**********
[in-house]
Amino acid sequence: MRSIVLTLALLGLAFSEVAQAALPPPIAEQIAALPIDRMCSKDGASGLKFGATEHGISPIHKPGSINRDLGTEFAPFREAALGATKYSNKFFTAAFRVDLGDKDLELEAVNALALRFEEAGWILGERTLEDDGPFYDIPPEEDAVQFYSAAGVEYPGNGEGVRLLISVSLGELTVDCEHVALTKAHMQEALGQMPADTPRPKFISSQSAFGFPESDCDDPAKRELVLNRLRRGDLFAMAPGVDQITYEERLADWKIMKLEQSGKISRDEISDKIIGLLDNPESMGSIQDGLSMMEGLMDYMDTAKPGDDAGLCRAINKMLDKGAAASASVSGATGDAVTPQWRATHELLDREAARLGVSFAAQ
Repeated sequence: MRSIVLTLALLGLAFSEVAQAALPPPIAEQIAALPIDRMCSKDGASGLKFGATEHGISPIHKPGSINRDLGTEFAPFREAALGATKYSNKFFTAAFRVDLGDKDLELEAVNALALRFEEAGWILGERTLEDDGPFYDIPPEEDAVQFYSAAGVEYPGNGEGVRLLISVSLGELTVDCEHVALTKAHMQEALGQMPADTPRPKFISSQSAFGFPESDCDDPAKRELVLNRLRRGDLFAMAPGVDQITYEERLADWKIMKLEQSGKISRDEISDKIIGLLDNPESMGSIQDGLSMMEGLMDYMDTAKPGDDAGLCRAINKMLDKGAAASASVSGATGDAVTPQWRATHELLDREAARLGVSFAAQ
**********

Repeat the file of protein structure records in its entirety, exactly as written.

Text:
[in-house]
Amino acid sequence: MRSIVLTLALLGLAFSEVAQAALPPPIAEQIAALPIDRMCSKDGASGLKFGATEHGISPIHKPGSINRDLGTEFAPFREAALGATKYSNKFFTAAFRVDLGDKDLELEAVNALALRFEEAGWILGERTLEDDGPFYDIPPEEDAVQFYSAAGVEYPGNGEGVRLLISVSLGELTVDCEHVALTKAHMQEALGQMPADTPRPKFISSQSAFGFPESDCDDPAKRELVLNRLRRGDLFAMAPGVDQITYEERLADWKIMKLEQSGKISRDEISDKIIGLLDNPESMGSIQDGLSMMEGLMDYMDTAKPGDDAGLCRAINKMLDKGAAASASVSGATGDAVTPQWRATHELLDREAARLGVSFAAQ
Repeated sequence: MRSIVLTLALLGLAFSEVAQAALPPPIAEQIAALPIDRMCSKDGASGLKFGATEHGISPIHKPGSINRDLGTEFAPFREAALGATKYSNKFFTAAFRVDLGDKDLELEAVNALALRFEEAGWILGERTLEDDGPFYDIPPEEDAVQFYSAAGVEYPGNGEGVRLLISVSLGELTVDCEHVALTKAHMQEALGQMPADTPRPKFISSQSAFGFPESDCDDPAKRELVLNRLRRGDLFAMAPGVDQITYEERLADWKIMKLEQSGKISRDEISDKIIGLLDNPESMGSIQDGLSMMEGLMDYMDTAKPGDDAGLCRAINKMLDKGAAASASVSGATGDAVTPQWRATHELLDREAARLGVSFAAQ